Bittersweet homecoming

Walking into the Southwest College gym during the first week of training camp, Tina Thompson was conflicted.

After signing a three-year deal with the Sparks, this should have been her homecoming. A Los Angeles native, the two-time league MVP was a star at Inglewood Morningside High and then USC. Yet, after a 12-year career with one team, the Houston Comets, she now felt like a tourist.

It's not that she doesn't still love L.A. She is wearing No. 32 this season in honor of Magic Johnson and is enamored with purple and gold. The problem is she won four WNBA championships wearing red and white.

"Los Angeles is home, but the Los Angeles Sparks aren't my home," said Thompson, who will anchor the offense of an injury-depleted Sparks team as it hosts the division-leading Seattle Storm on Sunday. "If I would go anywhere, you have to get acclimated with how things are run and how they do things."

The Sparks (2-5) have had missteps, though Thompson is averaging 13.7 points and is the only player on the Sparks to crack double digits in six of their seven games. But those are below her career average of 16.02 points a game, leading Thompson to say she's "been consistently average, but I don't consider myself an average player."

Coach Michael Cooper agrees she is anything but average.

"We have yet to see her full force because she hasn't been shooting the ball well," Cooper said days before Thompson led the Sparks with 20 points and shot eight for 10 in their 69-67 loss Friday to Seattle.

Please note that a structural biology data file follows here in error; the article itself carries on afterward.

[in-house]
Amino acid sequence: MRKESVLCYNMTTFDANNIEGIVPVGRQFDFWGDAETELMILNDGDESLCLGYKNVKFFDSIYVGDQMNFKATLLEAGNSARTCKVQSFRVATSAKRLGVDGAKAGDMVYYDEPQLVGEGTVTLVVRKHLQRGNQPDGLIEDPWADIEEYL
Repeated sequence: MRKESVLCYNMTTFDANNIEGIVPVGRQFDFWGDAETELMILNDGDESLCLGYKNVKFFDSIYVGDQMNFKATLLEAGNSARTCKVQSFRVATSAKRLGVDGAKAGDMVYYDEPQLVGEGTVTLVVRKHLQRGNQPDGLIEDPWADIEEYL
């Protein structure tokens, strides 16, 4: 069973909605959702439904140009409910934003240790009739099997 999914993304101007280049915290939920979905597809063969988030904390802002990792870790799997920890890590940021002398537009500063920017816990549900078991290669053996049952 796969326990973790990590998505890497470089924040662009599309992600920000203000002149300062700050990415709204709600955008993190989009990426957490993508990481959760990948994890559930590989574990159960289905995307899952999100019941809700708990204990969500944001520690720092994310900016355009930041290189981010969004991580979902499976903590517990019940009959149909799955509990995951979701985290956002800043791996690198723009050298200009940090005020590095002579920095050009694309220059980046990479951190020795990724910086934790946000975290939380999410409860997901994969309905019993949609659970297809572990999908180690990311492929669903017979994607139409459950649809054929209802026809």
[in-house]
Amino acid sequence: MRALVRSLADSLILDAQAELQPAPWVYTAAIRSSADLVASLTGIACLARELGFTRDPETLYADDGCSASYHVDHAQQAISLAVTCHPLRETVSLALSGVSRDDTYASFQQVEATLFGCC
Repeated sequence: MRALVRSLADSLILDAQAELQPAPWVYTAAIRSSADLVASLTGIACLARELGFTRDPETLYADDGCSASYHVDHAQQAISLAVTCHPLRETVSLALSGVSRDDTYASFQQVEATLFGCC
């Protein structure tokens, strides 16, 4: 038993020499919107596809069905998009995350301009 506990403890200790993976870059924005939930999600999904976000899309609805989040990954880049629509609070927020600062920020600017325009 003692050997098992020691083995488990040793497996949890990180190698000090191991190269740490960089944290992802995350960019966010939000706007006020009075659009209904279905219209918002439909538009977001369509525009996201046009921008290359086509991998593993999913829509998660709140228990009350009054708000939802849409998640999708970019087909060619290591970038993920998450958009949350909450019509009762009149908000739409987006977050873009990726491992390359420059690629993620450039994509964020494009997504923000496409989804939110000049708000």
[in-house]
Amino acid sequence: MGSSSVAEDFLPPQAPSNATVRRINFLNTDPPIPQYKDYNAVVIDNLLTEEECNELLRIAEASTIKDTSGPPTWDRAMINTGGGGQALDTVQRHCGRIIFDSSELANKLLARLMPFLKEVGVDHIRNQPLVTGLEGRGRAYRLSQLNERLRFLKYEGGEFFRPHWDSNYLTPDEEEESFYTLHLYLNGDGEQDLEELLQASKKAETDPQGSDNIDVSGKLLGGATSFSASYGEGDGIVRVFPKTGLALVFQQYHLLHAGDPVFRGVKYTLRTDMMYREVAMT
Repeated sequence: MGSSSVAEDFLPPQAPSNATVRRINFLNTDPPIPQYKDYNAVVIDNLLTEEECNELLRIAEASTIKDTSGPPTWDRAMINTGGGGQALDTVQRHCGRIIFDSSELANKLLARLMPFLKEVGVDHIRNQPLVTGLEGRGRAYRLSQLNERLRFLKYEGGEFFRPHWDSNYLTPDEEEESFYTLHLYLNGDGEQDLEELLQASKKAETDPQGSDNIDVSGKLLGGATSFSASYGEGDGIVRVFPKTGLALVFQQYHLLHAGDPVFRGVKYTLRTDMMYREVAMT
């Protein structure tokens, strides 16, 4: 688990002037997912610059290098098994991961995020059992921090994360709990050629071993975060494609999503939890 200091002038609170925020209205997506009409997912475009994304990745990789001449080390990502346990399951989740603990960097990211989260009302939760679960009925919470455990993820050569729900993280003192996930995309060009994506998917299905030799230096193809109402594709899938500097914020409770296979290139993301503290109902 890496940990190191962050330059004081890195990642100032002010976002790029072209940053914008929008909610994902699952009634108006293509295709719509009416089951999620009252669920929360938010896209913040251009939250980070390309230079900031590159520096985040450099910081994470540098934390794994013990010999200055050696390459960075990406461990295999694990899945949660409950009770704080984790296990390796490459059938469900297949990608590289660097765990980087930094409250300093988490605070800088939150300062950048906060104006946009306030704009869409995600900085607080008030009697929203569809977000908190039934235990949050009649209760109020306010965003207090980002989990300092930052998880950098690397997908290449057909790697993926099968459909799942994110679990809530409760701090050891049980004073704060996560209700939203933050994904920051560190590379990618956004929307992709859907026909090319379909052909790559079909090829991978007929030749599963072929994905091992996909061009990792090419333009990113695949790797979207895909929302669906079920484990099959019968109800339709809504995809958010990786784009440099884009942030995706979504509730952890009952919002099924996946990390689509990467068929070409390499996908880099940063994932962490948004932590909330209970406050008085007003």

The Sparks aggressively pursued Thompson after she found herself without a team as the Comets franchise folded. With her joining a roster full of fellow Olympians -- Lisa Leslie, Candace Parker and DeLisha Milton-Jones -- the league's general managers not surprisingly predicted the Sparks would win the title.

"Tina is definitely one of the best players the WNBA has ever seen," said New York Liberty Coach Anne Donovan, who coached Thompson on the U.S. Olympic team in Beijing. "She did it as a rookie and a younger player . . . then developed her own game. She did it as an Olympian. Now that she's in L.A., she just continues to shine."

She did just that on the Sparks' media day last month. With a beaming smile, she displayed a David Yurman cable bracelet and ring and a white Chanel watch. She has talked glowingly about shopping on Melrose Avenue again and enthusiastically ticked off her favorite restaurants: Tito's Taco, Papa Jakes, Harold & Belles.

It wasn't only the shops Thompson missed, but her family as well. Now she and her 4-year-old son, Dyllan, can visit them any time, including her 89-year-old grandmother.

Cynthia Cooper-Dyke, the former Comets star, says for Thompson, it is also about being successful.

"Tina puts winning first," she said. "She wants to win, whether it's with the Olympic team or the Houston Comets. When you want to win, you're willing to do whatever it takes to be successful."

But being drafted by the Comets in 1997 didn't make it easy.

"I actually didn't want them to draft me," said Thompson, 34. "Los Angeles had the No. 3 pick, so I was expecting to play at home. For them to pick me was kind of like a nightmare. In retrospect, that was awesome. But then, I was kicking and screaming."

She recalls learning ahead of time from Houston that she was going to be the No. 1 overall pick. As soon as she hung up the phone, she vented to her mother, Lady Thompson.

"I'm going to die," Tina Thompson said. "Some guy called me and told me they were going to pick me No. 1."